# Zener Diode Design

Discussion in 'General Electronics Discussion' started by Y2KEDDIE, Nov 17, 2015.

1. ### Y2KEDDIE

259
15
Sep 23, 2012
I’m trying to understand how the component values are chosen for a battery eliminator circuit by reverse engineering.
Original Design:
Vs supply +140 V
(6) 22V 5 watt Zeners In series
(5) 1N2007, (.7 X 5 +3.5V) forward biased in series
(1) 300 ohm 3 watt resistor (Rs) in series
A 70 mA load at 135V tap.
I calculated :
max Iz = 5 watt/ 22 volts = .227A - .07A (load)
Rs(min) = (Vs- Vz)/(Iz-I load = (140 – 135)/(.227- .070) = 35 / .157 = 223 ohms
Rs (wattage) = P = I (sqr) x R = (.227 X .227) X 223 = (.025) X 223 = 5.5 watts
Is there an error in my calculation?
Obviously they used a higher value Rs which lowered the wattage required. My question is how did they pick the value of 300 ohms.
Is there a rule of thumb when selecting Rs, as opposed to using the minimum value and adding resistance, trial and error, to get a reasonable wattage?

If I increase Vs (Supply) to +200V, this will also increase my wattage rating of components. Should I add more Rs resistance, or add more zeners?

2. ### Harald KappModeratorModerator

10,615
2,372
Nov 17, 2011
Show us a schematic of the circuit to help us understand it. Then we will (hopefully) be able to follow your line of thinking.

3. ### Y2KEDDIE

259
15
Sep 23, 2012
Not sure how to upload. I scanned a sketch but it says the file is too large to upload.

I've revised the supply voltage value from my first post. This is an actual working circuit, with real measured values . Hopefully I can describe the circuit:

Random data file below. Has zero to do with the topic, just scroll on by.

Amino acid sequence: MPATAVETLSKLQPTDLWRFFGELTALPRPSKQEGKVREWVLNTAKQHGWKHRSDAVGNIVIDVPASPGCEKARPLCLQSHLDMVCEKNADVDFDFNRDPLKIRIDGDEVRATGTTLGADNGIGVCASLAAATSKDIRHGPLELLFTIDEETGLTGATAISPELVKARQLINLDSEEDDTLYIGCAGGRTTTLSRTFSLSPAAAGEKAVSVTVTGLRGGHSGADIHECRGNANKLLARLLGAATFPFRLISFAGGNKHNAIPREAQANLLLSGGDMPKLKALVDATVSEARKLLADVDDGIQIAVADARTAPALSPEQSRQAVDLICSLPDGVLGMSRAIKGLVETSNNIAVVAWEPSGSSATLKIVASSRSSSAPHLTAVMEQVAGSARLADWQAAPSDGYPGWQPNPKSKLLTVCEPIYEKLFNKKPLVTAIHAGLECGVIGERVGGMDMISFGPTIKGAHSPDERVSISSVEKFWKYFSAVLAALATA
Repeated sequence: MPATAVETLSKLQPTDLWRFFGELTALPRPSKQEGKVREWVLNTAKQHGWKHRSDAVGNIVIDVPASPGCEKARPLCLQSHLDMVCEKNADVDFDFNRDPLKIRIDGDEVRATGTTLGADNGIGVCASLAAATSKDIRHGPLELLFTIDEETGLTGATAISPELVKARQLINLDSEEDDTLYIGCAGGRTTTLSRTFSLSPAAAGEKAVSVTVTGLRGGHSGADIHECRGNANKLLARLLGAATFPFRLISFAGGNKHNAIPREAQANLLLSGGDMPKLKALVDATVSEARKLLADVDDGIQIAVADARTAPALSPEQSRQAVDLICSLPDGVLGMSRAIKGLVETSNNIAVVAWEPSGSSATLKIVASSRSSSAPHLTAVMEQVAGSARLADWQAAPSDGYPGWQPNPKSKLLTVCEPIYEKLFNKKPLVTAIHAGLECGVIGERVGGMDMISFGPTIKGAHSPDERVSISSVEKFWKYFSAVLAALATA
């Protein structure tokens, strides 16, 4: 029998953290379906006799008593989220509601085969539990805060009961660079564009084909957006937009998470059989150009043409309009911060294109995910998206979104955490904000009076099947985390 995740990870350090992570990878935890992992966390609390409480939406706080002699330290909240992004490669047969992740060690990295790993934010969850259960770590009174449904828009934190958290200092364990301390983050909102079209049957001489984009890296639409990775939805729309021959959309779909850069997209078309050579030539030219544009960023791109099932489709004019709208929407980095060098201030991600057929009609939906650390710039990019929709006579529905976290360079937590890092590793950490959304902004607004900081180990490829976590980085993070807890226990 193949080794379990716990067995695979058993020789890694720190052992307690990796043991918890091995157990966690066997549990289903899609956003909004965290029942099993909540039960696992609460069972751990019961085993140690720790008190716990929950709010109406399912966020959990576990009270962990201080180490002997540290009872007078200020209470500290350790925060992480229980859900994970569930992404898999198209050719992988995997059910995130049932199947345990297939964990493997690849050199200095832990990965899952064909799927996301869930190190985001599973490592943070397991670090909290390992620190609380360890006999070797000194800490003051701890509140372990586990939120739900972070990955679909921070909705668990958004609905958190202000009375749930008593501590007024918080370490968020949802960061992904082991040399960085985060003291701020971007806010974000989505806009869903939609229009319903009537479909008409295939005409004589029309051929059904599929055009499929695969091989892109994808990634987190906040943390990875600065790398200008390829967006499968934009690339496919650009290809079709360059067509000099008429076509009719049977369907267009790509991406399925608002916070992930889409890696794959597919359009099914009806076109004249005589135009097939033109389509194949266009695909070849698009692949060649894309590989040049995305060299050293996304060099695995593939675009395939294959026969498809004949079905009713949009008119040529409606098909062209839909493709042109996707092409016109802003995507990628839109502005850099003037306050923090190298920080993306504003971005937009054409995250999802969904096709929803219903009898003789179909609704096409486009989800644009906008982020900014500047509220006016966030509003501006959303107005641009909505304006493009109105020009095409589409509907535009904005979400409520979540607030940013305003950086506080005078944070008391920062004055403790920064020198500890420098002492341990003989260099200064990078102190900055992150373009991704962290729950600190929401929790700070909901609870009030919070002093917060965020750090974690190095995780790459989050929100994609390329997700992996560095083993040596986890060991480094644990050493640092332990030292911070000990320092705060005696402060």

Basically at ground I start with two (22V) zeners, (reverse biased) then 6 (.7V each, fwd bias) regular silicon diodes, and then 4 more ( 22 V) zeners, and finally the Rseries (300 ohm, 5W) limiting resistor. This entire string is across 170 VDC supply.

Up from ground the first junction is 22V, then 44v, the silicon diodes drop 3.5V , then at the cathode of the 3rd zener I have 69.7, then 91.7, 113.7. and 135.7, at the junction of the last zener and the Rseries resistor.

My load will be 70mA at the 135.7 tap.

The zeners are 1N5358, 22V, 5 Watt, Zz= 3.5 ohms
Diodes are 1N2007 silicon

IF: (my calculations):

5 Watt/ 22V=.227A + Iz

Rs = (170-135.7)/ (.227-.07)
Rs = 34.7/ .157 = 210 ohms

Rs(wattage)= I(sq)R = (.157) (.157) (210)
Rs (Wattage)= 5.176 Watts

My calculations say 210ohms @ 5.176 Watts. Obviously one wouldn't want to push all components to the limits so Rs was made bigger to reduce wattage.

My question is: How was the value of 300 ohms selected. Is there a rule of thumb?

Last edited: Nov 17, 2015
4. ### Harald KappModeratorModerator

10,615
2,372
Nov 17, 2011
Use the "Upload a file" button on the bottom. Use a compressed file format to decrease size.
Creating an image from the verbal description is difficult and the result may look different from what you intend, so we risk talking at cross purposes.

5. ### Y2KEDDIE

259
15
Sep 23, 2012
Using the formula:
Rs = (Emin-Vz)/ (Ilmaz- Iz)

I z being the maximum current allowed through the Zener 5W/ 22V,

I would think one wouldn't want to use Iz at max, but maybe minimum Iz to get breakdown current started and then add the 70mA.

???????

File size:
45.4 KB
Views:
66
6. ### Harald KappModeratorModerator

10,615
2,372
Nov 17, 2011
You have 2 conditions:
No load: Iload = 0 A, I(Rs) <= Izmax because all current flows through the zener diodes.
Max. load: Iload = ILmax, I(Rs) >= Iload + Izmin because despite current being drawn by the load still the minimum zener current needs to flow.

With two equations and one variable you get two results. The real value of Rs should be in between these two results, ideally nearer to the high value to minimize losses with no load.

7. ### (*steve*)¡sǝpodᴉʇuɐ ǝɥʇ ɹɐǝɥdModerator

25,419
2,790
Jan 21, 2010
you also need to maintain a reasonable current through the zener diodes because the voltage is somewhat dependent on the current. This is more an issue with low voltage zeners though.